Consideration of spatial scale is fundamental to the successful design of paleoecological studies of previous vegetation patterns. For pollen data to record a particular pattern, the paleoecological sampling sites should be spaced appropriately to allow for: (1) the size of the pollen source areas of the individual sites, i.e. the area from which most of the pollen reaching a basin originates; and (2) the spatial scale of the vegetation patterns of interest, e.g. regional vegetation zones and landscape-level mosaics within the zones. These considerations are particularly important in mountainous landscapes where vegetation gradients are often steep. Sampling sites must be closely spaced and consequently pollen source areas of individual sites may include several vegetation zones. Analytical procedures are then required to highlight vegetation patterns recorded by the pollen data. In this paper, we review the advantages and difficulties of paleoecological studies in mountainous regions, discuss the spatial-scale considerations required when interpreting the data from such studies, and illustrate these issues using our recent studies in the mountains of eastern North America.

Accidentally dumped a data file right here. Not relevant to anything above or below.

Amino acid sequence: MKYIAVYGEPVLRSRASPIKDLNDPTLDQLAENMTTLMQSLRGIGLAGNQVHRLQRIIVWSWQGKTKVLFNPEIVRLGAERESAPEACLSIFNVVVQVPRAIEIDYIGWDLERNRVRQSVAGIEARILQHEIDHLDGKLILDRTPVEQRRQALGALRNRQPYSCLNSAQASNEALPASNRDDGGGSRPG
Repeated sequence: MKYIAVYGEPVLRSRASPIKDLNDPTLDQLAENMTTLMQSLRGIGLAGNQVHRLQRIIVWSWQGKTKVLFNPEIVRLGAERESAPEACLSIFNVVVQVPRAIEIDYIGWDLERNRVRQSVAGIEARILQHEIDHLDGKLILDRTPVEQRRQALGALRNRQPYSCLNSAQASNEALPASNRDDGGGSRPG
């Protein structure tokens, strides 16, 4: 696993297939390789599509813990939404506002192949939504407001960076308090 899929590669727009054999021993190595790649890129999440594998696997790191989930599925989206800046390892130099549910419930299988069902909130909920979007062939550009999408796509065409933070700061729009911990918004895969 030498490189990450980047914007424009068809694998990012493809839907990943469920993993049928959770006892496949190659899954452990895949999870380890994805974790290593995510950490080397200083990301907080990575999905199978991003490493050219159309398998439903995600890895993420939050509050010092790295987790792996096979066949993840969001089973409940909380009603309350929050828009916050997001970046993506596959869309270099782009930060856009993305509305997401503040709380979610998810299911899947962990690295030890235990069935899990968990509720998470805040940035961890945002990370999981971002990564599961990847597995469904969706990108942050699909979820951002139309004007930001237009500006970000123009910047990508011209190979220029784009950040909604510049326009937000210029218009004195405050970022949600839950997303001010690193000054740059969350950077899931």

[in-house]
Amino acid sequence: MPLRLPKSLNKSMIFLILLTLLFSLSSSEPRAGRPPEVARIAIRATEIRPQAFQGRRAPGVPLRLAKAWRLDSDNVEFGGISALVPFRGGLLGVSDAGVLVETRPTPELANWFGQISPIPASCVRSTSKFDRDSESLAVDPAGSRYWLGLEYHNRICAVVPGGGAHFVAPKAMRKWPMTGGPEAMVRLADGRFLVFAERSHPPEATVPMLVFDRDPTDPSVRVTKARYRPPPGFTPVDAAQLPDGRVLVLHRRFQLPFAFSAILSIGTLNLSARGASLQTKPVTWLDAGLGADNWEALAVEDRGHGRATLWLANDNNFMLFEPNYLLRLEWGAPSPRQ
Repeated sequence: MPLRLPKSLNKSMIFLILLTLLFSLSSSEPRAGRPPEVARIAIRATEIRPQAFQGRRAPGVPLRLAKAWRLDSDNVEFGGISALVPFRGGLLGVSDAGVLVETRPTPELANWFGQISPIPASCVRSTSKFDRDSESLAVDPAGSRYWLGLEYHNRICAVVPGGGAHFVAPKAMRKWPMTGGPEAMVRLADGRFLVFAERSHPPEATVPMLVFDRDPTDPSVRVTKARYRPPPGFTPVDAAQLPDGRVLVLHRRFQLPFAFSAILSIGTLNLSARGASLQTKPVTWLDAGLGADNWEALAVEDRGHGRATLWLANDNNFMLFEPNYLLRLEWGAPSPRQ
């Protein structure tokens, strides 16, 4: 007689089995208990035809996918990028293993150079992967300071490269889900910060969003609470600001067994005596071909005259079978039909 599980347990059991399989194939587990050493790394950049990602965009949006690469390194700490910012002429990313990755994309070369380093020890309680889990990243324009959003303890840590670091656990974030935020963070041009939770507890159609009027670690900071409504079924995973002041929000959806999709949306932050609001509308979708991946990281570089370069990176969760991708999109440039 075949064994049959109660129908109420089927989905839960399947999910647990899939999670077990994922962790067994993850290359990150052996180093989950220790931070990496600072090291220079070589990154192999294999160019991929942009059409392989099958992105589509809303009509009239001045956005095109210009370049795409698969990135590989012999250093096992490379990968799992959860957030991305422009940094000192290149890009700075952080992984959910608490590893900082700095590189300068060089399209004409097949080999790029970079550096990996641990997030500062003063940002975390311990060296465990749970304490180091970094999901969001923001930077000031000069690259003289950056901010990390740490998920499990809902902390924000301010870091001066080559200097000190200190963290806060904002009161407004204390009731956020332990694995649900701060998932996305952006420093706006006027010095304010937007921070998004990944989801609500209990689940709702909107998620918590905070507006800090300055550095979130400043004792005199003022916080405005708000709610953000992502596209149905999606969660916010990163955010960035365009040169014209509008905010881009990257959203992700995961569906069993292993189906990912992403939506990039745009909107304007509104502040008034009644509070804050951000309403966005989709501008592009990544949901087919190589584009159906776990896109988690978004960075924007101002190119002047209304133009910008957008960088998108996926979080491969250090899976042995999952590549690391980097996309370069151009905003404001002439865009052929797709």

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Acta botanica neerlandica

CC BY 3.0 NL ("Naamsvermelding")

Koninklijke Nederlandse Botanische Vereniging

D.C. Gaudreau, S.T. Jackson, & T. Webb III. (1989). Spatial scale and sampling strategy in paleoecological studies of vegetation patterns in mountainous terrain. Acta botanica neerlandica, 38(4), 369–390.